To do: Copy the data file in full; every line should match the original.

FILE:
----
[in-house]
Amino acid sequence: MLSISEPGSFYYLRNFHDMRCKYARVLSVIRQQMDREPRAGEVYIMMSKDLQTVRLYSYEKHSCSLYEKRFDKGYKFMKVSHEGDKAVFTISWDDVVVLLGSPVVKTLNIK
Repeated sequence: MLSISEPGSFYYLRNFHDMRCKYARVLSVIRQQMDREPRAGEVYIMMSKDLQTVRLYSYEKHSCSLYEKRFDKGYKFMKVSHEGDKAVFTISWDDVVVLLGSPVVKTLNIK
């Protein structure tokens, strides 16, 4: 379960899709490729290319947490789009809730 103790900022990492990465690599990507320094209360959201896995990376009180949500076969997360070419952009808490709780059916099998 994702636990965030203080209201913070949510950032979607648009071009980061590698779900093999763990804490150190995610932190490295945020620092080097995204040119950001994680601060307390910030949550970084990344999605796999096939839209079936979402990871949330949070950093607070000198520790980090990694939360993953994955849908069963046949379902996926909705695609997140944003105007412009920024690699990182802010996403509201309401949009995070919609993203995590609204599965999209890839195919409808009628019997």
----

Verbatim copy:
[in-house]
Amino acid sequence: MLSISEPGSFYYLRNFHDMRCKYARVLSVIRQQMDREPRAGEVYIMMSKDLQTVRLYSYEKHSCSLYEKRFDKGYKFMKVSHEGDKAVFTISWDDVVVLLGSPVVKTLNIK
Repeated sequence: MLSISEPGSFYYLRNFHDMRCKYARVLSVIRQQMDREPRAGEVYIMMSKDLQTVRLYSYEKHSCSLYEKRFDKGYKFMKVSHEGDKAVFTISWDDVVVLLGSPVVKTLNIK
């Protein structure tokens, strides 16, 4: 379960899709490729290319947490789009809730 103790900022990492990465690599990507320094209360959201896995990376009180949500076969997360070419952009808490709780059916099998 994702636990965030203080209201913070949510950032979607648009071009980061590698779900093999763990804490150190995610932190490295945020620092080097995204040119950001994680601060307390910030949550970084990344999605796999096939839209079936979402990871949330949070950093607070000198520790980090990694939360993953994955849908069963046949379902996926909705695609997140944003105007412009920024690699990182802010996403509201309401949009995070919609993203995590609204599965999209890839195919409808009628019997």